Posted Wed Mar 27, 2013, 5:19am Subject: Re: Styrofoam Cup Method
Remember the Scace device was developed by a person in their home/garage. Anything that can regulate the flow to simulate the flow through the coffee and has a thermometer and a way to measure pressure will work, less room for water will help be a bit more accurate with water temp.
I have seen a needle valve used to adjust the flow of water. A naked PF and a back flush disc should be able to be modified to install a pressure gauge, a needle valve and a temp probe. It may not be slick looking but as long as it does not leak, it will get the job done.
In real life, my name is Wayne P. Anything I post is personal opinion and is only worth as much as anyone else's personal opinion. YMMV!
Feed the newbs, starve the trolls and above all enjoy what you drink!
I had a little problem today, but an easy fix, a reminder that this is an easy DIY home project. I put a little too much stress on the center post and it broke loose. The fix was easy. Already done for the photo the central JB Weld was removed from the basket and the post. Easily chipped out with an Exacto knife point centrally and filed off of the post by putting the post in a drill press and using a file. It was an easy fix to JB Weld/Epoxy it back in.
I have an improvement for the next one. The 0.011 hole is easily plugged with a 1/4 scrap of duct tape and does not leak.
Flow is affected by r^4 where r is radius. Pressure and flow conditions assumed constant.
Current flow is about 50ml and I would like about 30ml as an additional test point or I wish 60% of current flow. That gives a radius, or diameter, of 88% current. 88*88*88*88 = 59.97 60% of the current 0.011 hole is 0.0096 and there is an option for 0.009 and 0.0095 in guitar strings. I would build the next one with 2 (or more) size wire holes and plug the unused for testing. Actually it would be easy to use 0.009, 0.0095, 0.010, and 0.011 spaced about 90 degrees apart. Attached photo shows the pinhole at the end of the shadow of the center post and that fits with in the cutout of the puck, for flow. Easy to make it with more holes and duct tape off. Easier than an adjustable valve.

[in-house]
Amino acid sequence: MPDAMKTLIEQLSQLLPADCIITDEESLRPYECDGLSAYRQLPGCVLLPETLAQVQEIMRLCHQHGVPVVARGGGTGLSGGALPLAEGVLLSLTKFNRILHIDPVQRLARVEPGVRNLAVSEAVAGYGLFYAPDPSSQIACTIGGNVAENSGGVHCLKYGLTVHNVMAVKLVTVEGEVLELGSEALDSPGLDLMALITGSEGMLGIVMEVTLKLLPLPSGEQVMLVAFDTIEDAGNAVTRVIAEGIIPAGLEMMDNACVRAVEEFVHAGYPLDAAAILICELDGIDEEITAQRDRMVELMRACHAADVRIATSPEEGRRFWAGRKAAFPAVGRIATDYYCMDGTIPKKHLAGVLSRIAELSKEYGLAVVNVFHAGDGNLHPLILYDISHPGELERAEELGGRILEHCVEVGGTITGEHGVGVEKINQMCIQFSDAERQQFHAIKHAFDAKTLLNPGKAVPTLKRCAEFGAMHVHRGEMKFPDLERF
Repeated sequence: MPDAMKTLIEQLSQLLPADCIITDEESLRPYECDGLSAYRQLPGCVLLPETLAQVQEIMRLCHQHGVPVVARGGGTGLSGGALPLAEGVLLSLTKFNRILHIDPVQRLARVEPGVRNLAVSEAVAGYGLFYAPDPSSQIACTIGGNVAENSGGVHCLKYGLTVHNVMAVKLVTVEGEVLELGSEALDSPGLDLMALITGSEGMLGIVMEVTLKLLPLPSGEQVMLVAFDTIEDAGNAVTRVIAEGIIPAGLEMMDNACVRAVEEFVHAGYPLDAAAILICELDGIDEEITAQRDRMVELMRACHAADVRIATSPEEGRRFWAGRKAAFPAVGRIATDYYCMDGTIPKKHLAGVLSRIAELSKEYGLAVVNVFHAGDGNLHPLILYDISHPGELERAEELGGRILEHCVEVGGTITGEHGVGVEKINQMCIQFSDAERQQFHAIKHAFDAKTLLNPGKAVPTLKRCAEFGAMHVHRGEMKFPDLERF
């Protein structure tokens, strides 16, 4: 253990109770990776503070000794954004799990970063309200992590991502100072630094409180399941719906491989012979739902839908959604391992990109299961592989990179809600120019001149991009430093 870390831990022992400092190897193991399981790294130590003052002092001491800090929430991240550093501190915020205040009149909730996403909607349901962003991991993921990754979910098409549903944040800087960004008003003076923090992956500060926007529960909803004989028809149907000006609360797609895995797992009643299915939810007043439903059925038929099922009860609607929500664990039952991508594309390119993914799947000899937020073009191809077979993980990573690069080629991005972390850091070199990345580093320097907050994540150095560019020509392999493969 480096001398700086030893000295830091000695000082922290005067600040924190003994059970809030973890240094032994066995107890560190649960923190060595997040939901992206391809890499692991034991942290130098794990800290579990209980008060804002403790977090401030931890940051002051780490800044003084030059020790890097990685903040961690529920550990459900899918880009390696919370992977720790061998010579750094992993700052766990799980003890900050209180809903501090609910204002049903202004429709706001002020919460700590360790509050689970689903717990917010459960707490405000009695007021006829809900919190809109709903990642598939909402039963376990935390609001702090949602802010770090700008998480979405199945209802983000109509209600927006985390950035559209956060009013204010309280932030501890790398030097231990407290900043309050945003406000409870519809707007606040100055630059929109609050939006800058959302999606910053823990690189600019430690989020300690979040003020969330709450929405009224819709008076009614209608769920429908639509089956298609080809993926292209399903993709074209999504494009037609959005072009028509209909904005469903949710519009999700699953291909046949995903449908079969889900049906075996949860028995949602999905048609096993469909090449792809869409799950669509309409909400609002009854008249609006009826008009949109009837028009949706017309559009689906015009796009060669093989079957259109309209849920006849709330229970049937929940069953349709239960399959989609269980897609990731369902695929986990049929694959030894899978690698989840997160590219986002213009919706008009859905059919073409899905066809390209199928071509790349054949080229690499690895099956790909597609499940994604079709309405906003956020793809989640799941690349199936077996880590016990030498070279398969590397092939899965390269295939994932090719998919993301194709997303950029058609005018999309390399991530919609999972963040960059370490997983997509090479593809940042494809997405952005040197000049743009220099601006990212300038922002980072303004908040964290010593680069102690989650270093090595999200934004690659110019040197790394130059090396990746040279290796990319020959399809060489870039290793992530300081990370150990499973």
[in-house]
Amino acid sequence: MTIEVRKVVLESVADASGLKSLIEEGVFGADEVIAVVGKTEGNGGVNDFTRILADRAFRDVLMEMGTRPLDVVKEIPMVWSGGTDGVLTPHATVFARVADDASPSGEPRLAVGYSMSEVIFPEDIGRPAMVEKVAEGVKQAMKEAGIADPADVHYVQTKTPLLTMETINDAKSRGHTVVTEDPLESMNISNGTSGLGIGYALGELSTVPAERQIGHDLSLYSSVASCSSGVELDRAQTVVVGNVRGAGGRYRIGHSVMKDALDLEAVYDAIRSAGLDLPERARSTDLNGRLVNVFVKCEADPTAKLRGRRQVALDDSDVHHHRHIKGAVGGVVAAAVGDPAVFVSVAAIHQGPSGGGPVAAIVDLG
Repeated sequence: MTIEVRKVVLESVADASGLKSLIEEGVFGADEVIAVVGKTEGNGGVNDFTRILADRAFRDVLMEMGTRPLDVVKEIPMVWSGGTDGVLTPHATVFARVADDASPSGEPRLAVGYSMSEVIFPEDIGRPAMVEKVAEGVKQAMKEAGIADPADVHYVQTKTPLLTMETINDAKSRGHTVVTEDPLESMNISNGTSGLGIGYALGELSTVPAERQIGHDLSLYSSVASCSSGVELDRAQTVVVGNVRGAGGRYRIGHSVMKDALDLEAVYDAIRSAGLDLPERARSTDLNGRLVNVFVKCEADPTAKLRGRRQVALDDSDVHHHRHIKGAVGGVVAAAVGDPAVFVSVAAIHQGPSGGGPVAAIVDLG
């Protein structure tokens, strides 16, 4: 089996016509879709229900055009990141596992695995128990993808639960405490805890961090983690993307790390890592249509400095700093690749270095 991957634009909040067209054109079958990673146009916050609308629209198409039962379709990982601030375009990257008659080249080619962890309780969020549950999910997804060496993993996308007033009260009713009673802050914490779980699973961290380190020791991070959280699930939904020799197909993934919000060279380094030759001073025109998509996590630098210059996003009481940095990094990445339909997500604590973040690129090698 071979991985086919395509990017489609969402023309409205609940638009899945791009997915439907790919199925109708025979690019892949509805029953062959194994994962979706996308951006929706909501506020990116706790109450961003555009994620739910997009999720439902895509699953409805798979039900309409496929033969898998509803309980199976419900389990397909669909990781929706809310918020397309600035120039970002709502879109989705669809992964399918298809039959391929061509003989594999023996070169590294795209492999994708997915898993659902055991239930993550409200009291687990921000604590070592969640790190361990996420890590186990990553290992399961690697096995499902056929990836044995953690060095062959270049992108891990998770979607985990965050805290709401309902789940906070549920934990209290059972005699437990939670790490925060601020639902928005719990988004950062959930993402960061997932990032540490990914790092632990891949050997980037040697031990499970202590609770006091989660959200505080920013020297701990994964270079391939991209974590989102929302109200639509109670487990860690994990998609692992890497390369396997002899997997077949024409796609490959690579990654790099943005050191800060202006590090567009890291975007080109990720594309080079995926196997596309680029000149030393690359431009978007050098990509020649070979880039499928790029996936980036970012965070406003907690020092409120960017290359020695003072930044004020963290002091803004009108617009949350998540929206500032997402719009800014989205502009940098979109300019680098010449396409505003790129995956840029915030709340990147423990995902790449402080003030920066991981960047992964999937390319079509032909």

If you use coffee as your puck, you can obviously adjust flow as usual, but from what I searched, the thermocouples fatigue and break. Not a problem as most of the K thermocouples will work just twisted back together. Solder has its own conductivity so is not a good joiner or the wires. The wires can be arc'd/sparked together or twisted. The difficulty is to plan for R and R of the thermocouple from the basket, so the copper tube and simulated puck. If you epoxy it up, the hole sizes are noted above.
I also thought about a probe to the screen, perhaps between the diffuser and screen. Ideally you could bore the group and have a threaded removable insert to hold the thermocouple and make replaceable. I have blown a tube out, as RobCups noted with the thermocouple, and realize the pressure :)
I finally got a chance to change the thermofilter flowrate. I used a 1/8" drill bit and finger twisted it in the old 0.011" hole to get a small place to epoxy. I found a 0.009" diameter wire and placed it through the bottom of the basket as a pull wire. The wire was coated with silicone spray and allowed to dry before insertion. JB Weld to the inside of the basket where drilled out with the wire inserted. Allowed to harden and the wire pulled. This gave a flow of water at 25ml/25sec to simulate a double.
I would have used a 0.0095" diameter wire as calculated above for about 30 ml but it is not readily available. I found the wire for $1.25, a guitar string, but the music stores did not have the 0.0095" and it would be a special order.
Use looked like the prior video, and more described here